Bob & Helen (Fulton) Askin (1900-1973) & (1905-1968)

Bob was the third of ten children born to George and Cora (Foster) Askin in Rochester, New York May 9, 1900. The family moved near Sioux Falls South Dakota, in 1908 and shortly thereafter George and the three oldest boys migrated to a homestead on Hay Creek 14 miles south of Ismay, Montana where they lived in a dug out. Cora and the rest of the family joined them the following year.

Conditions were primitive and as most pioneers discovered homesteading wasn’t a very profitable venture and the family eventually moved into Ismay.

There wasn’t much for entertainment at that time so they created their own. All the brothers were well known for their pranks and depending on your perspective were viewed as either good or bad. The three oldest boys Bob, George and Hank all started riding bucking horses in their teens. Bob won his first rodeo at age 15 at the Miles City Roundup and continued competing until he was past the age of 40.

When he was 16 Bob hopped a train to Baker, Montana to enlist in the Army but his mother and brother George interceded and brought him home due to his young age. Bob and Hank later enlisted in the Army in 1917 and spent their military hitch at the Calvary Remount Station in Ft. Lewis, Washington breaking horses.

Helen was the second of eight children born to William “Bill” and Bertha (Fluss) Fulton on September 24, 1905. Helen’s father immigrated to the United States in 1887 from Scotland and began working for the McKay Ranch south of Ismay on Milk Creek in 1890 at around age 19. He soon began buying sheep and eventually owned the Fulton Ranch where Helen was later raised.

Helen and her brothers and sisters attended high school in Ismay. Helen continued her schooling and eventually earned a teaching degree.

Bob won the hand of Helen, who he called the Belle of Ismay, and they married in 1924. They had eight children; Helen Marie, who died shortly after birth, Robert, David, Frank, Birdie, Marjorie, Mark, who died in an accident at three, and Perry.

At the time of their marriage Bob was already a well-established bronc rider and Helen often accompanied him on the rodeo circuit. One of Helen’s favorite memories was when Will Rogers would swap Opera tickets for her complimentary spouse rodeo ticket when they were in New York City. Both felt they got the best deal.

By 1926 they had bought land south of Ismay on O’Fallon Creek. With Bob traveling for extended periods of time on the rodeo circuit Helen remained home and was instrumental in expanding and managing the ranch where they raised their family.

Even though much of the ranching responsibilities fell to Helen during this time she saw to it the children were educated. She began teaching at local area schools in 1945 and taught until 1959. Helen was an advocate of education which was often unheeded by many due to the distances and economics of that era. She was an active member of the Fallon County Cowbelles which organized in 1958.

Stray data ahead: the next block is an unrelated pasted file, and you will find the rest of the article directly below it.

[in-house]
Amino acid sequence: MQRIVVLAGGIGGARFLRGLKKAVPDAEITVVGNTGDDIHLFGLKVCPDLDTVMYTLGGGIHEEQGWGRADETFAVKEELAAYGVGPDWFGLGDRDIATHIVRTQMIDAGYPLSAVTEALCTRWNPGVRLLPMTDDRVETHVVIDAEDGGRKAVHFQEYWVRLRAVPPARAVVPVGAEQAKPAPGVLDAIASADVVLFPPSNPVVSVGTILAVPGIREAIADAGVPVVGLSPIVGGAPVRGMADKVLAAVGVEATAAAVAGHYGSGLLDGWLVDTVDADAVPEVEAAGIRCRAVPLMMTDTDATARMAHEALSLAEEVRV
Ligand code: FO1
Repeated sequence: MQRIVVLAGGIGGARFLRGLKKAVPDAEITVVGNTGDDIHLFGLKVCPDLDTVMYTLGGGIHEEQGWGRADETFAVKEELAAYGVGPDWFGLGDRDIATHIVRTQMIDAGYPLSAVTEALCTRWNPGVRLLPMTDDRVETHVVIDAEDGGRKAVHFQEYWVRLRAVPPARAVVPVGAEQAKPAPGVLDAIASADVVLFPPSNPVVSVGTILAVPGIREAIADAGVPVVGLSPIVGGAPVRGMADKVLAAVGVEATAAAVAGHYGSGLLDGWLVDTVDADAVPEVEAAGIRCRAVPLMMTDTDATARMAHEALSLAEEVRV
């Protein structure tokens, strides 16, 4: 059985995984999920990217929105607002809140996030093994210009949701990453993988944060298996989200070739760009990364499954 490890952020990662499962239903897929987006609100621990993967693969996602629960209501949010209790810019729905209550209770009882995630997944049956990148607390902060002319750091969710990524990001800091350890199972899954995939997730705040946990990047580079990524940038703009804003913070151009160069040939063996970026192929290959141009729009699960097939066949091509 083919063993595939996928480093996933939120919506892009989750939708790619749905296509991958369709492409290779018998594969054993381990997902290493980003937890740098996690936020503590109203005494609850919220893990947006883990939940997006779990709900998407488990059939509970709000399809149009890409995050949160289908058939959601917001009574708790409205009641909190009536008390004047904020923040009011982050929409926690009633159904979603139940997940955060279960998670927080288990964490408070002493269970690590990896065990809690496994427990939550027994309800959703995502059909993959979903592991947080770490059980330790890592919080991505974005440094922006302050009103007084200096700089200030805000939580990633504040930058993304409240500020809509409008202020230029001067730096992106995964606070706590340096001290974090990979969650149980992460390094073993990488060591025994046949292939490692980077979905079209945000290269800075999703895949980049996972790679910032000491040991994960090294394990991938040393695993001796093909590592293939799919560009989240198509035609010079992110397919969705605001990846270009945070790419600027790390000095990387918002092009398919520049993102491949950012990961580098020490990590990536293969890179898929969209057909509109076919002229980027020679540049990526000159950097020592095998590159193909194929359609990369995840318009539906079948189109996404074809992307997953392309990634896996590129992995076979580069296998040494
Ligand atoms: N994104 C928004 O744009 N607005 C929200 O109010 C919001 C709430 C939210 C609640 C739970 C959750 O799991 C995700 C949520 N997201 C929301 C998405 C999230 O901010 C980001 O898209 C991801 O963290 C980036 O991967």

While best known for his bronc riding skills Bob was also a champion bulldogger, steer roper and trick roper. Bob often traveled with another champion bronc rider Paddy Ryan, also from the Ismay area and who was influential in getting Bob started on the rodeo circuit.

Bob was athletic and always appeared poised and balanced in the saddle no matter the bucking style of the horse. He developed a unique technique of riding for that era that became quite popular and was known as “long stroking” or “cattle boarding”. A testament to his skill was that he never sustained a serious injury.

During his rodeo career Bob won first place at the major rodeos of the day; Calgary, Pendleton, Cheyenne, Madison Square Gardens, Fort Worth, Los Angeles, Chicago, Montreal, Toronto and Tucson among many others. He once took home 13 first place wins in as many shows. Bob rode the great bucking horses in his time: Midnight, Five Minutes to Midnight, the notorious No Name, Cedar Hill Gray, Broken Box, TNT to name a few.

Bob and Helen put on barbeques and together produced rodeos for several decades until Helen’s death in 1968. To this day stories still abound about the Locate, Montana rodeos. Bob would drive the stock 36 miles from the ranch to Locate. As a young boy, son Perry recalls following behind in a pickup with Helen bringing food and supplies. Many area youngsters owed their rodeo start to Bob’s and Helen’s interest in promoting rodeo at local venues.

When asked about his rodeo career, Bob would usually simply mention that he rode for the Queen of England, twice. He was extremely proud that he had the opportunities to travel to England and perform in rodeos abroad.

Bob and Paddy were both inducted into the National Cowboy Hall of Fame in 1978.

Later in life, after passing on responsibilities at the ranch, Bob was free to travel again. Due to his connections and fame as a rodeo star, and practical skills as a teamster and storyteller, Bob helped on several Western movies during their primetime in American cinema until his death in 1973. Two of the better-known movies Bob worked on included Little Big Man, with Dustin Hoffman and Richard Mulligan, and Dirty Dingus Magee, starring Frank Sinatra and George Kennedy.

Through hard work, natural talent, perseverance and a mutual division of labor Bob and Helen succeeded in life during challenging times. They understood and valued the intricacies of the western lifestyle, traditional sense of community and being a good neighbor. In the course of their lives, they added to and passed down their legacies to their children. To this day some of all succeeding generations including great, great grandchildren engage in ranching and the great sport of rodeo.


Family notes, Perry Askin, son.